Catholic schools lead push to eliminate slavery

Catholic schools lead push to eliminate slavery

A Make your school slavery-free resource kit was launched in Melbourne yesterday (Thursday February 13) to help students, teachers and staff eliminate slavery from Catholic schools. Archbishop Peter Comensoli and Brigidine Sister Louise Cleary, a co-founder of ACRATH (Australian Catholic Religious Against Trafficking in Humans) launched the Make your school slavery-free resource kit at Academy of Mary Immaculate in North Fitzroy. Leading Catholic agencies and dioceses across Victoria and in Tasmania also launched the kit in a bid to slavery-proof their organisations.

Archbishop Comensoli urged teachers and students in the Melbourne Archdiocese’s 333 schools to try and eliminate slavery from their school. He said one of the first and simple steps was to make the school staffroom slavery-free and use only slavery-free certified* coffee, tea and chocolate.

Sr Louise said: “By starting with tangible products like tea, coffee and chocolate we will become aware of how to address slavery and exploitation in other areas like school uniforms, sports equipment and computer manufacturing, and how to advocate for a living wage for those whom we still need to produce these goods.”

The kit, an initiative of the Victoria-Tasmania Catholic Modern Slavery Taskforce, is available online on the Catholic Education Melbourne website. It contains a comprehensive guide to making your school slavery-free, starting with the staffroom and includes, ‘how to go slavery-free’ step-by-step, a sourcing guide, testimonials from other schools, information on Catholic Social Teaching that underpins the kit and resources.

An estimated 45.8 million people are living in slave-like conditions throughout the world and 10 million of these are children.

“Children are sold at markets in the Ivory Coast to work in the cocoa plantations that produce about 70% of the chocolate consumed across the world,” Sr Louise said.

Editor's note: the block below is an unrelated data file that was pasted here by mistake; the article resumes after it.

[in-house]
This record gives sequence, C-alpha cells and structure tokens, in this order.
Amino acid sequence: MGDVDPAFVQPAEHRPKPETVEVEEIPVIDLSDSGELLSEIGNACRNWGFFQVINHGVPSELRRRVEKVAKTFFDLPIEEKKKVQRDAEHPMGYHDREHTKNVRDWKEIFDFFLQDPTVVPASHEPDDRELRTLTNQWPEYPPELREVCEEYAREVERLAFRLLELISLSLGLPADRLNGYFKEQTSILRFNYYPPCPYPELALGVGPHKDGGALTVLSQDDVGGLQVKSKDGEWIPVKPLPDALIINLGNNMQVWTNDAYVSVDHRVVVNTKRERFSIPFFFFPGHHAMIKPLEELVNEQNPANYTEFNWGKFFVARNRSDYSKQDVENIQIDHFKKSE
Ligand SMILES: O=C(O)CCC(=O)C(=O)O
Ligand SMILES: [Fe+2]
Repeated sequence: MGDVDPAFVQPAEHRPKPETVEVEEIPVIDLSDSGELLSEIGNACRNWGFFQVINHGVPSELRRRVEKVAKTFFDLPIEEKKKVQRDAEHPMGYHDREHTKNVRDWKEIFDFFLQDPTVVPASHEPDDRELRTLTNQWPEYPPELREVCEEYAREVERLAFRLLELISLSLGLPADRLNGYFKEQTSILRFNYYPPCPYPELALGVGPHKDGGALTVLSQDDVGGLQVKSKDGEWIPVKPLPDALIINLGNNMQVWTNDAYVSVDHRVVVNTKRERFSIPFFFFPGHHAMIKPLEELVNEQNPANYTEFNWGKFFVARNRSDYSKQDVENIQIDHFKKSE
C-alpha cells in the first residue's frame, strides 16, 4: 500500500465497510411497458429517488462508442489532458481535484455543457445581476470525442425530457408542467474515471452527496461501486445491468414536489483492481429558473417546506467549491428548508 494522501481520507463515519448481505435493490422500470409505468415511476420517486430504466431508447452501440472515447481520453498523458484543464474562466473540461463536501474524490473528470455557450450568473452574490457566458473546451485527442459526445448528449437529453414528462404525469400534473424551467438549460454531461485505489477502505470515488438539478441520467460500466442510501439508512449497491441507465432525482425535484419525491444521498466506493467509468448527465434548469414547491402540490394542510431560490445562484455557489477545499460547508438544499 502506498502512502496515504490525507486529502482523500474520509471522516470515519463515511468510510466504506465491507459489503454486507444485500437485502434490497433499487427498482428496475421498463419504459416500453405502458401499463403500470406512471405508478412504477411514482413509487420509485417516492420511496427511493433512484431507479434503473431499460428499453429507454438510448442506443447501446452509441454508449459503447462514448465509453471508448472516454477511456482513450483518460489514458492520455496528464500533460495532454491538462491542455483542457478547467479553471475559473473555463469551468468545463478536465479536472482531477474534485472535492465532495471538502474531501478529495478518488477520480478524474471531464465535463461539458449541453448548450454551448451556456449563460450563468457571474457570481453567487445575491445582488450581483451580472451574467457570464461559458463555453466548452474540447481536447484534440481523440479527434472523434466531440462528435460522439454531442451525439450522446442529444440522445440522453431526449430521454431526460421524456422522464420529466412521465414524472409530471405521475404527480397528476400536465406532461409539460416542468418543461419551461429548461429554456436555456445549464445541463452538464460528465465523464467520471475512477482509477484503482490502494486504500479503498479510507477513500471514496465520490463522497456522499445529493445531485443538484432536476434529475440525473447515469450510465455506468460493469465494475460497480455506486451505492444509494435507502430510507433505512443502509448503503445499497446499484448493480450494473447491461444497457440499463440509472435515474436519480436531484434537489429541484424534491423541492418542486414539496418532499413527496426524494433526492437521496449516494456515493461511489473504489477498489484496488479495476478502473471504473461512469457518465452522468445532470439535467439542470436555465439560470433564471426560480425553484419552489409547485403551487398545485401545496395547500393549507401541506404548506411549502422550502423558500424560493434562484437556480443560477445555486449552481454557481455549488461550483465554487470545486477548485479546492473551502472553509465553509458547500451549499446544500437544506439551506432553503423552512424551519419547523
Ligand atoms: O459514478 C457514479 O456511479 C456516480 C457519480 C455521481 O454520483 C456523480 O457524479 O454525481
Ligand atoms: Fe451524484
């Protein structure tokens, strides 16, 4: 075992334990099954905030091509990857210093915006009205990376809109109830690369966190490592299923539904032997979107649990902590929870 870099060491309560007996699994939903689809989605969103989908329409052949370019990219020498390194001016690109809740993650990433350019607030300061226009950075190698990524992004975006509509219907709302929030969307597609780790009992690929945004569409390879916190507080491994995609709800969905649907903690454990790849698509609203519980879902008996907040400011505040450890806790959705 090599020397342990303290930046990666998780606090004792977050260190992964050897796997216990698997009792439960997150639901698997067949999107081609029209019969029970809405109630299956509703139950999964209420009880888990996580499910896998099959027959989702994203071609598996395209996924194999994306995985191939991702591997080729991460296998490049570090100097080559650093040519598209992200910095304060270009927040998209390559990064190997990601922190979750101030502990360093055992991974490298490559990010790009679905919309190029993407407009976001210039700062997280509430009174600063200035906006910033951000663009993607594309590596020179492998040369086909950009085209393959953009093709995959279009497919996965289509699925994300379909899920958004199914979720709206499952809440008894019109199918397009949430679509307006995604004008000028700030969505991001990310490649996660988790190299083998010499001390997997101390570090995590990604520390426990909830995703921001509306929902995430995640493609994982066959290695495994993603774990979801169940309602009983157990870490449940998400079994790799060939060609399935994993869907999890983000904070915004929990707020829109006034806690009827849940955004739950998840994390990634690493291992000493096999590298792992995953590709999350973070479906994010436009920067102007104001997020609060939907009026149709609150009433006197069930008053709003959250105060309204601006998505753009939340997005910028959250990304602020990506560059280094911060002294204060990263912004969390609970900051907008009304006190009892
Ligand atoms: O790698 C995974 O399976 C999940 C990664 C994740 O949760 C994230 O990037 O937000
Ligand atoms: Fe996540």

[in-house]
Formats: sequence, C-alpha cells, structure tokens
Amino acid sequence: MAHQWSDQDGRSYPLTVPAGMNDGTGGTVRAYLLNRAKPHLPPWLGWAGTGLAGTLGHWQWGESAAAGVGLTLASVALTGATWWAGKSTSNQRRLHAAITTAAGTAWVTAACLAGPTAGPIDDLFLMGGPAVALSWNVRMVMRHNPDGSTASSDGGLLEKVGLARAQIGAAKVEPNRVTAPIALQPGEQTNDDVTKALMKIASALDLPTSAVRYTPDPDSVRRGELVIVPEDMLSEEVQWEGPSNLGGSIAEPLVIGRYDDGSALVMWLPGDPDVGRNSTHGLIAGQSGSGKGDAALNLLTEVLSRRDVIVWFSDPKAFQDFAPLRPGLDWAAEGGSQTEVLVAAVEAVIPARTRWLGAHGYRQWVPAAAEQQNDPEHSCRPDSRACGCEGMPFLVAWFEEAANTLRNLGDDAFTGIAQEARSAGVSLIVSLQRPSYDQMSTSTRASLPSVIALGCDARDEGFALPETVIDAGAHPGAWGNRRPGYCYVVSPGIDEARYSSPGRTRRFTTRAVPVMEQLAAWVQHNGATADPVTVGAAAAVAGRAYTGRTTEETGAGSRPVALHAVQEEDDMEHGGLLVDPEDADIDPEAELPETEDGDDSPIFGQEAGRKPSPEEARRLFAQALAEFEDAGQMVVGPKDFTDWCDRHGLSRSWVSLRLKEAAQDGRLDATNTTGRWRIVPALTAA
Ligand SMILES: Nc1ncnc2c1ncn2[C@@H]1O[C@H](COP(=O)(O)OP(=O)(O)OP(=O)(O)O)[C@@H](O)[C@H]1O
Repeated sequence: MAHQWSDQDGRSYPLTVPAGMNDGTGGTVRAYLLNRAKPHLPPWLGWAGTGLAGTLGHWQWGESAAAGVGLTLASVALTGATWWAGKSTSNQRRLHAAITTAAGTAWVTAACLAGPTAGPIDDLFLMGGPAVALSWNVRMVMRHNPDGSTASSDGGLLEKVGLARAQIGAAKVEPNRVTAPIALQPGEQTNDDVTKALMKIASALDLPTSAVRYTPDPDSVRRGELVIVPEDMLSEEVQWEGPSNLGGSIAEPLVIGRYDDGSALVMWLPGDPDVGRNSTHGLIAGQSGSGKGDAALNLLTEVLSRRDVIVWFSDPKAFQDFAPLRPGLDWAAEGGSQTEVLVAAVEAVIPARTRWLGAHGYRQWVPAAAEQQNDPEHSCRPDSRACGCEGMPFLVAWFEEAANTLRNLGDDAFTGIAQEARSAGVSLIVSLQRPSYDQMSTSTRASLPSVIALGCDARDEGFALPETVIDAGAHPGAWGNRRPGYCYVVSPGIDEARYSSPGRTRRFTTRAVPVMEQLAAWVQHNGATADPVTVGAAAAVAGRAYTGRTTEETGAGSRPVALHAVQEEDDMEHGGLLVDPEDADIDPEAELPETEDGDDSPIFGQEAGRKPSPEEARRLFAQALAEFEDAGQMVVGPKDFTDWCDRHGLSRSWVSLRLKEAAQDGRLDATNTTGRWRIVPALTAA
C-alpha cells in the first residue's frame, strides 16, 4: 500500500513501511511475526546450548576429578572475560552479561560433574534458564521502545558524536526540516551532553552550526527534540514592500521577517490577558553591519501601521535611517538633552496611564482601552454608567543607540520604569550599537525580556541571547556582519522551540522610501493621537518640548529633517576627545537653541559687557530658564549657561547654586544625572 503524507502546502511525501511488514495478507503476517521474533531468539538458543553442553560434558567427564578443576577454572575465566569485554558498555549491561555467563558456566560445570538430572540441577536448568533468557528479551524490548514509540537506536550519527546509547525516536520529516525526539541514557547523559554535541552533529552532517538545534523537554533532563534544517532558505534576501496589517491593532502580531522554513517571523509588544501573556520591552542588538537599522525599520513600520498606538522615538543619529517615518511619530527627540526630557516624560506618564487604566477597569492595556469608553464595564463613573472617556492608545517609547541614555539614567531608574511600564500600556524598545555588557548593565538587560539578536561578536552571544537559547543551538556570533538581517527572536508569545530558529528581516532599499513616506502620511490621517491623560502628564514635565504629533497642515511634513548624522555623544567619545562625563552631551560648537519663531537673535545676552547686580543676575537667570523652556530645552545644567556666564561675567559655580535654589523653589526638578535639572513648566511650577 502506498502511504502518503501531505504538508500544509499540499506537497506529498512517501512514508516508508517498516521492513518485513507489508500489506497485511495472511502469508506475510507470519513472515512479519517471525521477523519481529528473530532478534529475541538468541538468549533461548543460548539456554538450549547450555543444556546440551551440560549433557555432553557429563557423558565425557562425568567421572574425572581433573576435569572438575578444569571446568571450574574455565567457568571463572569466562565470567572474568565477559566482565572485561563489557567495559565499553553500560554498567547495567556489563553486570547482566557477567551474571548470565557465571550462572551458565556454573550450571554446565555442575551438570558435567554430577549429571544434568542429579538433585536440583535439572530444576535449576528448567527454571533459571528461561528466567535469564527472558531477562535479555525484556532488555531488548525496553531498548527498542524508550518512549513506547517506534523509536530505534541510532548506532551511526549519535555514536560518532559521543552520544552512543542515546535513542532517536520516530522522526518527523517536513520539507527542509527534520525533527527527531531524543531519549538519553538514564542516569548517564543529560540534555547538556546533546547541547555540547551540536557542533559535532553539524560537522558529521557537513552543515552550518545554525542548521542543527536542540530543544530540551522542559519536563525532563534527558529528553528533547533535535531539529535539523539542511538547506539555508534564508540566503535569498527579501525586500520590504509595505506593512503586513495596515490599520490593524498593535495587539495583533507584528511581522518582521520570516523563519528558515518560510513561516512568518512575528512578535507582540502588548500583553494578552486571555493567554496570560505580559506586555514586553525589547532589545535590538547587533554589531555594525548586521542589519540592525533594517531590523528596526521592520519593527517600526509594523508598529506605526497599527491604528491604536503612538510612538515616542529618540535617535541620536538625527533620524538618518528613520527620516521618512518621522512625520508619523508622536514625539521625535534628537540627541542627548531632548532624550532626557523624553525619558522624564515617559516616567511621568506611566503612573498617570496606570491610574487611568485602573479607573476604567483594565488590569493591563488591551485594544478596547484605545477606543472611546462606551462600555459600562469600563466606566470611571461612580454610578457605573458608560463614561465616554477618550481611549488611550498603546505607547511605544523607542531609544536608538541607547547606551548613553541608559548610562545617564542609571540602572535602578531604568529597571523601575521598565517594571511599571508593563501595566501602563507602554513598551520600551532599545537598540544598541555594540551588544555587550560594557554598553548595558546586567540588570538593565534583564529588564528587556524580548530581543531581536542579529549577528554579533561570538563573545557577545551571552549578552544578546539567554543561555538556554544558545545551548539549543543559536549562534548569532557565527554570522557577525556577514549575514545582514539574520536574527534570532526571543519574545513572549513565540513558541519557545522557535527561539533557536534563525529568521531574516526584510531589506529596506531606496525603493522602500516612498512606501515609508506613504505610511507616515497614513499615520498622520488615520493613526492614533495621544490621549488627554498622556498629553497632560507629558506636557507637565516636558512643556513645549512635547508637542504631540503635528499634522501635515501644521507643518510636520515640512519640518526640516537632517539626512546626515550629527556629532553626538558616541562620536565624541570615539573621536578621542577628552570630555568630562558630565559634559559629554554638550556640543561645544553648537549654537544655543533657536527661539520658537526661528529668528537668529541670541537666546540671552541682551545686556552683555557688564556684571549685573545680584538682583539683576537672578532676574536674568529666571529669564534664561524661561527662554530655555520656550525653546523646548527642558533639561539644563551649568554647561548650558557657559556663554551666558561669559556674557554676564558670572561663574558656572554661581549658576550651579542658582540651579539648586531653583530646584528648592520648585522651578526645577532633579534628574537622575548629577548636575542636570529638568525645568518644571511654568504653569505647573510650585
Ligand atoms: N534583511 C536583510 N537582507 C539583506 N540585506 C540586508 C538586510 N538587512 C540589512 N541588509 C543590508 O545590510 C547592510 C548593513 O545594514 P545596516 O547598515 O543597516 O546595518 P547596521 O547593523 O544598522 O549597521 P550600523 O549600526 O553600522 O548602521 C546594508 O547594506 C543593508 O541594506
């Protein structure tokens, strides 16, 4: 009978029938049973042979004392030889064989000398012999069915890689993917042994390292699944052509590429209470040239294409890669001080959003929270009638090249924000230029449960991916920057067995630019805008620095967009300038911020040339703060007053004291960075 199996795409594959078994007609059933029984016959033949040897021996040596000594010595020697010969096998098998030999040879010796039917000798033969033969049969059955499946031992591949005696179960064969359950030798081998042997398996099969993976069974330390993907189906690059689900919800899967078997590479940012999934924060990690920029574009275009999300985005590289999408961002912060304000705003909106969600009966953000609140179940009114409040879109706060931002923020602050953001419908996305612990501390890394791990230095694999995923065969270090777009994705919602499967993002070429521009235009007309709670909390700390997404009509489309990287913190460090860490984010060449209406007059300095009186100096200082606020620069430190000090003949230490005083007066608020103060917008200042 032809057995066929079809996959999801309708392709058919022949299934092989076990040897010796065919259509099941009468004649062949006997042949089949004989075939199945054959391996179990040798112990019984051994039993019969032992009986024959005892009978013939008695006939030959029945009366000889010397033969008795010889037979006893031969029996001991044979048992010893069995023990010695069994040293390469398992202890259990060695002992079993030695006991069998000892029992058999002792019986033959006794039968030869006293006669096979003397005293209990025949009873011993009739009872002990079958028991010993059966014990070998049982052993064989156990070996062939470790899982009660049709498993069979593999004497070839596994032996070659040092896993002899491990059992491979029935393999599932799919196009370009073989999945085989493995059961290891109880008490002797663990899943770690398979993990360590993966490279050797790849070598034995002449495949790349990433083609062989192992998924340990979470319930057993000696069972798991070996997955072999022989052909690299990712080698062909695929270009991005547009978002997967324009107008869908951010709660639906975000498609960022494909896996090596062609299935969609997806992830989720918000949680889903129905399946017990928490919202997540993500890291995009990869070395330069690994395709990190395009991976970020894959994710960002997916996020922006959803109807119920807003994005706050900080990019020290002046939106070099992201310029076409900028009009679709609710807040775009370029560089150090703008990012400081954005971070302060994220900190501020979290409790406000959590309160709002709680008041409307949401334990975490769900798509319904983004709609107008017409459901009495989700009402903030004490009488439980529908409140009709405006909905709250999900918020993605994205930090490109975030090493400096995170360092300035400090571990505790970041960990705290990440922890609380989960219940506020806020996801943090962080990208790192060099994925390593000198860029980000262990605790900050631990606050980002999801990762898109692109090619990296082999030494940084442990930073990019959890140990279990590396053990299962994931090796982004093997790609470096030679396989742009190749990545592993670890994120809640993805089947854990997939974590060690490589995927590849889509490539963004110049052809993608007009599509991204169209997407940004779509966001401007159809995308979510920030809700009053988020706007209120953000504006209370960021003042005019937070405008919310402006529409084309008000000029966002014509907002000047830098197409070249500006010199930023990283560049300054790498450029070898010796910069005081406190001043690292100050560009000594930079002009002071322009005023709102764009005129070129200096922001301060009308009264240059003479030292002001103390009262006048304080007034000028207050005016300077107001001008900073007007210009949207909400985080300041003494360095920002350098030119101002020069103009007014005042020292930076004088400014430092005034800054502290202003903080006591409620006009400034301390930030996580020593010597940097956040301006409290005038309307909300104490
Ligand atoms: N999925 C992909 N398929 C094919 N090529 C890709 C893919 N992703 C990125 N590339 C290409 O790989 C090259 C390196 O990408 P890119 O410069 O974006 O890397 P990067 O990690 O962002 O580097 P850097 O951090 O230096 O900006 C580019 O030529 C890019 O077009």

“When ACRATH began almost fifteen years ago it was very difficult to buy slavery-free coffee and chocolate in Australia. The sourcing guide, in the kit, is testimony to how things have changed. But it is just the beginning.”

The Ballarat, Sale and Sandhurst Dioceses and Hobart Archdiocese are also launching the Make your school slavery-free resource kit this week.

A simultaneous launch was held yesterday at the four-day 2nd International Conference on Catholic Religious Education in Schools at the Catholic Leadership Centre in East Melbourne, which went slavery-free early last year.

Archbishop Comensoli urged students and teachers and the wider community to consider how our lives impact on others around the world.

“How can we live in a way that can be good for others, that ensures they are not entrapped,” he asked.

While children are often enslaved to pick cocoa and coffee beans in developing countries, he said there were serious human trafficking issues closer to home.  “There are slaves in our city. People who are in bonded employment.”

The launch of the Make your school slavery-free kit also celebrates the February 8 feast day of St Josephine Bakhita, the patron saint of victims of slavery and of Sudan.  Sr Louise said that while the kit had been developed for schools, he encouraged parishes, community organisations, workplaces and families to use it. Find the, Make your school slavery-free resource kit at https://resourcecem.com/slavery-free-resources/. Read more…

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